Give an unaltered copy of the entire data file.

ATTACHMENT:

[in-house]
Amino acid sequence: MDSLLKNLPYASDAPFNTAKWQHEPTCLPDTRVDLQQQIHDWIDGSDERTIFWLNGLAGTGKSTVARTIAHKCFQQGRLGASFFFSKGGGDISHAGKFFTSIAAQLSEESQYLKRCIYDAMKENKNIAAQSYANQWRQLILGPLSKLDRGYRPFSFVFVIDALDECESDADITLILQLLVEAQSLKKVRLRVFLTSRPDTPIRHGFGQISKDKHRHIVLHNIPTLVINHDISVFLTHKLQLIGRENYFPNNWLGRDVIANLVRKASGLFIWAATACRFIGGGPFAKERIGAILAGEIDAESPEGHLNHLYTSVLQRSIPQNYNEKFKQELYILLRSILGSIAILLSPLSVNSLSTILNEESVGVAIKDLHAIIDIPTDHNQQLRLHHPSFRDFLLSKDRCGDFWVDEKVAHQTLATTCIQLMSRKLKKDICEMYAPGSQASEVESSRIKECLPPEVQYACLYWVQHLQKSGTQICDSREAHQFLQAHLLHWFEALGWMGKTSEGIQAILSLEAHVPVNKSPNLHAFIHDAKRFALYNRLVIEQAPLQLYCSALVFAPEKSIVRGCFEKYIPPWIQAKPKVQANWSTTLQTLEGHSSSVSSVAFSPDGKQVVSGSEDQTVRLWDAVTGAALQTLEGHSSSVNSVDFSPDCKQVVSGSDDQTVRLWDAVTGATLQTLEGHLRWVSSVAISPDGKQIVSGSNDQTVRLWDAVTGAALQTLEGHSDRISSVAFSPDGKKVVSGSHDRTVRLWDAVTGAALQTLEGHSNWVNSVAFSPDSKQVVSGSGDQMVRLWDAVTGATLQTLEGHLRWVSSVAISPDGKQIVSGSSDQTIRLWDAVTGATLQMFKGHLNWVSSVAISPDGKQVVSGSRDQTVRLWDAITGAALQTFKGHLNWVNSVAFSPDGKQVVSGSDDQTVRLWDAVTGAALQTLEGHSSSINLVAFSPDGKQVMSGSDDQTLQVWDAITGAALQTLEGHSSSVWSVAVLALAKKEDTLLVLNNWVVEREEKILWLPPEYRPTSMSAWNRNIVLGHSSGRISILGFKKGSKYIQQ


[in-house]
Amino acid sequence: MDSLLKNLPYASDAPFNTAKWQHEPTCLPDTRVDLQQQIHDWIDGSDERTIFWLNGLAGTGKSTVARTIAHKCFQQGRLGASFFFSKGGGDISHAGKFFTSIAAQLSEESQYLKRCIYDAMKENKNIAAQSYANQWRQLILGPLSKLDRGYRPFSFVFVIDALDECESDADITLILQLLVEAQSLKKVRLRVFLTSRPDTPIRHGFGQISKDKHRHIVLHNIPTLVINHDISVFLTHKLQLIGRENYFPNNWLGRDVIANLVRKASGLFIWAATACRFIGGGPFAKERIGAILAGEIDAESPEGHLNHLYTSVLQRSIPQNYNEKFKQELYILLRSILGSIAILLSPLSVNSLSTILNEESVGVAIKDLHAIIDIPTDHNQQLRLHHPSFRDFLLSKDRCGDFWVDEKVAHQTLATTCIQLMSRKLKKDICEMYAPGSQASEVESSRIKECLPPEVQYACLYWVQHLQKSGTQICDSREAHQFLQAHLLHWFEALGWMGKTSEGIQAILSLEAHVPVNKSPNLHAFIHDAKRFALYNRLVIEQAPLQLYCSALVFAPEKSIVRGCFEKYIPPWIQAKPKVQANWSTTLQTLEGHSSSVSSVAFSPDGKQVVSGSEDQTVRLWDAVTGAALQTLEGHSSSVNSVDFSPDCKQVVSGSDDQTVRLWDAVTGATLQTLEGHLRWVSSVAISPDGKQIVSGSNDQTVRLWDAVTGAALQTLEGHSDRISSVAFSPDGKKVVSGSHDRTVRLWDAVTGAALQTLEGHSNWVNSVAFSPDSKQVVSGSGDQMVRLWDAVTGATLQTLEGHLRWVSSVAISPDGKQIVSGSSDQTIRLWDAVTGATLQMFKGHLNWVSSVAISPDGKQVVSGSRDQTVRLWDAITGAALQTFKGHLNWVNSVAFSPDGKQVVSGSDDQTVRLWDAVTGAALQTLEGHSSSINLVAFSPDGKQVMSGSDDQTLQVWDAITGAALQTLEGHSSSVWSVAVLALAKKEDTLLVLNNWVVEREEKILWLPPEYRPTSMSAWNRNIVLGHSSGRISILGFKKGSKYIQQ